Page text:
# How to evaluate limits [duplicate]

Let $f$ be a continuously differentiable function on $\mathbb R$. Suppose that $L=\lim\limits_{x\to \infty}(f(x)+f^{'}(x))$ exists. If $0<L<\infty$, and if $\lim\limits_{x\to \infty} f^{'}(x)$ exists then, can it be proved that $\lim\limits_{x\to \infty} f^{'}(x)=0$?

Let $(x_n)$ be a sequence diverges to $\infty$. Then $f(x_n)+f^{'}(x_n)\to L$. After that I could not proceed. Please help!

• I think that the intuition behind that would be that if $f(x)$ approaches a value, then $f'(x)$ cannot approach anything but 0 – SalmonKiller May 29 '15 at 16:40

In broad strokes, the ideas are:

Since $\lim_{x\to\infty}f'(x)$ and $\lim_{x\to\infty}(f(x)+f'(x))$ exist and are finite, then $\lim_{x\to\infty}f(x)$ exists and is finite. This implies $\lim_{x\to\infty}f'(x)=0$.

• $(\sin x^2)/x$ has a limit but its derivative doesn't. – Empy2 May 29 '15 at 16:48
• @Michael, from the hypothesis we know that the derivative has a limit. What Tim is saying is that given the limit exists, it must be zero. – Joel May 29 '15 at 16:49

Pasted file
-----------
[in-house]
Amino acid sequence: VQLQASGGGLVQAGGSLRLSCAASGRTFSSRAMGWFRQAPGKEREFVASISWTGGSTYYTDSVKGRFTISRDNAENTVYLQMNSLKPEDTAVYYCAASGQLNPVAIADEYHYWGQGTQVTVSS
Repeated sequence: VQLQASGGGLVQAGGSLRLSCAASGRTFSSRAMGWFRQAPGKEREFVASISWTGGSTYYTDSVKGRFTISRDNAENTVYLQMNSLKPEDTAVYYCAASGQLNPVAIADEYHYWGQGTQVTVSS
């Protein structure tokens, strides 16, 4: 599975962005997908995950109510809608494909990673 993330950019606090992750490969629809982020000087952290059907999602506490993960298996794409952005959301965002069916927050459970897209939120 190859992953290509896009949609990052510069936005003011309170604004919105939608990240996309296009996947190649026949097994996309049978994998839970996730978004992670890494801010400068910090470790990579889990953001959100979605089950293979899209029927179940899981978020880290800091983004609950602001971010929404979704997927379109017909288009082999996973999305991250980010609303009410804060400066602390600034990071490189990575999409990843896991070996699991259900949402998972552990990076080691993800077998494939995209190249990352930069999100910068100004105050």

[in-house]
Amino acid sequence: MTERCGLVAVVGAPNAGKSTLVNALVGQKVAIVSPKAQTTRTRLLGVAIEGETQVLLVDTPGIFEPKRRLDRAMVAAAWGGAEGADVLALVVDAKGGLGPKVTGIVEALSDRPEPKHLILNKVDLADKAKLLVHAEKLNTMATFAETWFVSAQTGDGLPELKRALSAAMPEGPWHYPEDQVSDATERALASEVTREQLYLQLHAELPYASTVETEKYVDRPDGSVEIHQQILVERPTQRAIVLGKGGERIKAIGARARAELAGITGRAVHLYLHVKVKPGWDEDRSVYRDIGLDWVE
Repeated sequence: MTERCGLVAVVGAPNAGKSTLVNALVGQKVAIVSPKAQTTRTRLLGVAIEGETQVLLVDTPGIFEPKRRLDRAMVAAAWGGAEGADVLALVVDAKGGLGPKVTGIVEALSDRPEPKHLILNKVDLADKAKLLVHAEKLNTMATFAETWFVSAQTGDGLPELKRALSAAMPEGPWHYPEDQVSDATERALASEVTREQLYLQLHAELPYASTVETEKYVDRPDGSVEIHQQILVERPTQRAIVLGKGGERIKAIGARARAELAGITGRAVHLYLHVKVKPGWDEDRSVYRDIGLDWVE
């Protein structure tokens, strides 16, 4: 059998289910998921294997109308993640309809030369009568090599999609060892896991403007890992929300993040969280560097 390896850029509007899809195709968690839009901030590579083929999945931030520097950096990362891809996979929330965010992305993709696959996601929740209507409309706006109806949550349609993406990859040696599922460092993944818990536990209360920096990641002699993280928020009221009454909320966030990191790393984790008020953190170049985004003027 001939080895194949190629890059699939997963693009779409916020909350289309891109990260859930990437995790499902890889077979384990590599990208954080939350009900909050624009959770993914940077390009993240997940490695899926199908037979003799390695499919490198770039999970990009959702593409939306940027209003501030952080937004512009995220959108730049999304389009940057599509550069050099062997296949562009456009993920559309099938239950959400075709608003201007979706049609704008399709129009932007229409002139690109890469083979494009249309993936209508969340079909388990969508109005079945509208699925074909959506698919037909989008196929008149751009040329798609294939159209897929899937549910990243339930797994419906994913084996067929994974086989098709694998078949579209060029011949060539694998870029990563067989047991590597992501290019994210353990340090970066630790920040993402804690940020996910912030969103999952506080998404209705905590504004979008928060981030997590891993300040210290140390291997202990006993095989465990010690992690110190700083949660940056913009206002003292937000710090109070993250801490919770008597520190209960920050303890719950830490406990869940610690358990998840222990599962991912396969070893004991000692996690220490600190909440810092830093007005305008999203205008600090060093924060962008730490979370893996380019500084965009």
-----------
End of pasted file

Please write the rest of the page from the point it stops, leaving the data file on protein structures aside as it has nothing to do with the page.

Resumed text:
If $\lim_{x\to \infty} f'(x) = C \neq 0$ then there is a point $x_0$ for which $$|f'(x) - C| < C/4$$ for all $x > x_0$. Without loss of generality assume that $C>0$. Hence $$f(x) = f(x_0) + \int_{x_0}^x f'(x) dx > f(x_0) + \int_{x_0}^x \frac34 C dx = f(x_0) + \frac34 C (x-x_0).$$

Since $\lim_{x\to\infty} ( f(x) + f'(x) ) = L$ exists and $\lim_{x\to\infty} f'(x)$ also exists, this means that $\lim_{x\to\infty} f(x)$ exists. Also since the limits are both finite, so is the limit of $f(x)$.

However, from our above inequality we have $\lim_{x\to\infty} f(x) = \infty$. This is a contradiction.

• Another approach would be to notice that $f(x+1) - f(x) \to 0$ as $x\to \infty$ and then apply the mean value theorem. – Joel May 29 '15 at 16:47
• – Idris Addou May 29 '15 at 18:55